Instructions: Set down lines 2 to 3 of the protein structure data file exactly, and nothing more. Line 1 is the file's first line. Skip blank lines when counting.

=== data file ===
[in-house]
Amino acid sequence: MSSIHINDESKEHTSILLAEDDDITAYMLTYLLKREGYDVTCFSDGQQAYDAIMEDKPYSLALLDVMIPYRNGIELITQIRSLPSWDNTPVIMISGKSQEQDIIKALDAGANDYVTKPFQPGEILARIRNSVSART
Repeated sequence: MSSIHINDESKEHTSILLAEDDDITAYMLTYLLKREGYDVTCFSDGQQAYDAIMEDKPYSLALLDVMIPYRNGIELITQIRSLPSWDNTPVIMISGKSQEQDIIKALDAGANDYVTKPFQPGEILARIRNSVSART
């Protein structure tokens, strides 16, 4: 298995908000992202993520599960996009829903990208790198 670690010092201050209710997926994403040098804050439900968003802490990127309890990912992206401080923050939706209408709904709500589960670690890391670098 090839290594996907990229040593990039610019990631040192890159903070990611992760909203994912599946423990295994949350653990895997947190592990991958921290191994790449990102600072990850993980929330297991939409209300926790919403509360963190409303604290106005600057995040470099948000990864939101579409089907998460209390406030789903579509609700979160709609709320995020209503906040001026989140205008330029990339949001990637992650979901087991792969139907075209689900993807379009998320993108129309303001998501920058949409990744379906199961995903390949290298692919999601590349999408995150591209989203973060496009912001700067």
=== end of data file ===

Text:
Amino acid sequence: MSSIHINDESKEHTSILLAEDDDITAYMLTYLLKREGYDVTCFSDGQQAYDAIMEDKPYSLALLDVMIPYRNGIELITQIRSLPSWDNTPVIMISGKSQEQDIIKALDAGANDYVTKPFQPGEILARIRNSVSART
Repeated sequence: MSSIHINDESKEHTSILLAEDDDITAYMLTYLLKREGYDVTCFSDGQQAYDAIMEDKPYSLALLDVMIPYRNGIELITQIRSLPSWDNTPVIMISGKSQEQDIIKALDAGANDYVTKPFQPGEILARIRNSVSART